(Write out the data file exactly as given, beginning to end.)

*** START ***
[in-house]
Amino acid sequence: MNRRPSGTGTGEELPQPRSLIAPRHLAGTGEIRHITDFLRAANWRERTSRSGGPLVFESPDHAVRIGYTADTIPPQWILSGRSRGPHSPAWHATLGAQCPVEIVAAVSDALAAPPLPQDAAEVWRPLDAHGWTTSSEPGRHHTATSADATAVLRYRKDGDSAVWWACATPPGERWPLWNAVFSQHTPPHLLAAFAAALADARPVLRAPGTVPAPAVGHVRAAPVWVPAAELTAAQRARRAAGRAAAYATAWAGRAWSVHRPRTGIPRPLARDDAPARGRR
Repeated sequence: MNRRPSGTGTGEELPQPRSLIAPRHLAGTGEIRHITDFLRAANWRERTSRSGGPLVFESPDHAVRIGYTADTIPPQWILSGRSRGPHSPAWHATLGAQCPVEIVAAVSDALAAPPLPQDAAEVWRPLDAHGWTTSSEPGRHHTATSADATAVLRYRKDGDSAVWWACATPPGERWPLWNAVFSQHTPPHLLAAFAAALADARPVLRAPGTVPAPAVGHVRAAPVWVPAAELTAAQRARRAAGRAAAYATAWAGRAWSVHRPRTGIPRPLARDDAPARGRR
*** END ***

[in-house]
Amino acid sequence: MNRRPSGTGTGEELPQPRSLIAPRHLAGTGEIRHITDFLRAANWRERTSRSGGPLVFESPDHAVRIGYTADTIPPQWILSGRSRGPHSPAWHATLGAQCPVEIVAAVSDALAAPPLPQDAAEVWRPLDAHGWTTSSEPGRHHTATSADATAVLRYRKDGDSAVWWACATPPGERWPLWNAVFSQHTPPHLLAAFAAALADARPVLRAPGTVPAPAVGHVRAAPVWVPAAELTAAQRARRAAGRAAAYATAWAGRAWSVHRPRTGIPRPLARDDAPARGRR
Repeated sequence: MNRRPSGTGTGEELPQPRSLIAPRHLAGTGEIRHITDFLRAANWRERTSRSGGPLVFESPDHAVRIGYTADTIPPQWILSGRSRGPHSPAWHATLGAQCPVEIVAAVSDALAAPPLPQDAAEVWRPLDAHGWTTSSEPGRHHTATSADATAVLRYRKDGDSAVWWACATPPGERWPLWNAVFSQHTPPHLLAAFAAALADARPVLRAPGTVPAPAVGHVRAAPVWVPAAELTAAQRARRAAGRAAAYATAWAGRAWSVHRPRTGIPRPLARDDAPARGRR